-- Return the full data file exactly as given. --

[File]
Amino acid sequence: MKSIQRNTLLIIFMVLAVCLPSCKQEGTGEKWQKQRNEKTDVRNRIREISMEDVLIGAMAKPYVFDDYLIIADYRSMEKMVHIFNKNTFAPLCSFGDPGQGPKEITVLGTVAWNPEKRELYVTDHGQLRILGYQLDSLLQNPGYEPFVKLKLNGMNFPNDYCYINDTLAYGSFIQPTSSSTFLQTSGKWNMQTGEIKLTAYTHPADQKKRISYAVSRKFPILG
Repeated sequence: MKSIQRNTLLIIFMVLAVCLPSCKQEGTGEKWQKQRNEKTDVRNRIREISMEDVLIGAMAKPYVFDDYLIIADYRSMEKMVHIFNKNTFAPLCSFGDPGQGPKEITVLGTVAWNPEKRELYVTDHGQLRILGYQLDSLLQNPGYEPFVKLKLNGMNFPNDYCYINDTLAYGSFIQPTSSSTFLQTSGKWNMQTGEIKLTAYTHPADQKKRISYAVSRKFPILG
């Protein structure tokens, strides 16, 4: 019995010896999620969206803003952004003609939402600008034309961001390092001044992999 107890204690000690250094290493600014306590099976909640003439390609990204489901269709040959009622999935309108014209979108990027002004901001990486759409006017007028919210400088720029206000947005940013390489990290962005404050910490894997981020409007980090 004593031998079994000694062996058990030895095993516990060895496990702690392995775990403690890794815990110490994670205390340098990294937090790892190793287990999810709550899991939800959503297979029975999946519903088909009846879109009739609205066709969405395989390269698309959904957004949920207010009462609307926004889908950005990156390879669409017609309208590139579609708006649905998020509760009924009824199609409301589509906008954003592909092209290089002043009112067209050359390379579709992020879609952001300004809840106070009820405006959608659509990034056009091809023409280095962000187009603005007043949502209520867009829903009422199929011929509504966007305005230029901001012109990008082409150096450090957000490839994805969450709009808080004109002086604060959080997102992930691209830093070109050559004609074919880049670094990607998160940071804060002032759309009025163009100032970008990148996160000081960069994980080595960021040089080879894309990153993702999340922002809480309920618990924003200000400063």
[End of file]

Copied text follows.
Amino acid sequence: MKSIQRNTLLIIFMVLAVCLPSCKQEGTGEKWQKQRNEKTDVRNRIREISMEDVLIGAMAKPYVFDDYLIIADYRSMEKMVHIFNKNTFAPLCSFGDPGQGPKEITVLGTVAWNPEKRELYVTDHGQLRILGYQLDSLLQNPGYEPFVKLKLNGMNFPNDYCYINDTLAYGSFIQPTSSSTFLQTSGKWNMQTGEIKLTAYTHPADQKKRISYAVSRKFPILG
Repeated sequence: MKSIQRNTLLIIFMVLAVCLPSCKQEGTGEKWQKQRNEKTDVRNRIREISMEDVLIGAMAKPYVFDDYLIIADYRSMEKMVHIFNKNTFAPLCSFGDPGQGPKEITVLGTVAWNPEKRELYVTDHGQLRILGYQLDSLLQNPGYEPFVKLKLNGMNFPNDYCYINDTLAYGSFIQPTSSSTFLQTSGKWNMQTGEIKLTAYTHPADQKKRISYAVSRKFPILG
């Protein structure tokens, strides 16, 4: 019995010896999620969206803003952004003609939402600008034309961001390092001044992999 107890204690000690250094290493600014306590099976909640003439390609990204489901269709040959009622999935309108014209979108990027002004901001990486759409006017007028919210400088720029206000947005940013390489990290962005404050910490894997981020409007980090 004593031998079994000694062996058990030895095993516990060895496990702690392995775990403690890794815990110490994670205390340098990294937090790892190793287990999810709550899991939800959503297979029975999946519903088909009846879109009739609205066709969405395989390269698309959904957004949920207010009462609307926004889908950005990156390879669409017609309208590139579609708006649905998020509760009924009824199609409301589509906008954003592909092209290089002043009112067209050359390379579709992020879609952001300004809840106070009820405006959608659509990034056009091809023409280095962000187009603005007043949502209520867009829903009422199929011929509504966007305005230029901001012109990008082409150096450090957000490839994805969450709009808080004109002086604060959080997102992930691209830093070109050559004609074919880049670094990607998160940071804060002032759309009025163009100032970008990148996160000081960069994980080595960021040089080879894309990153993702999340922002809480309920618990924003200000400063």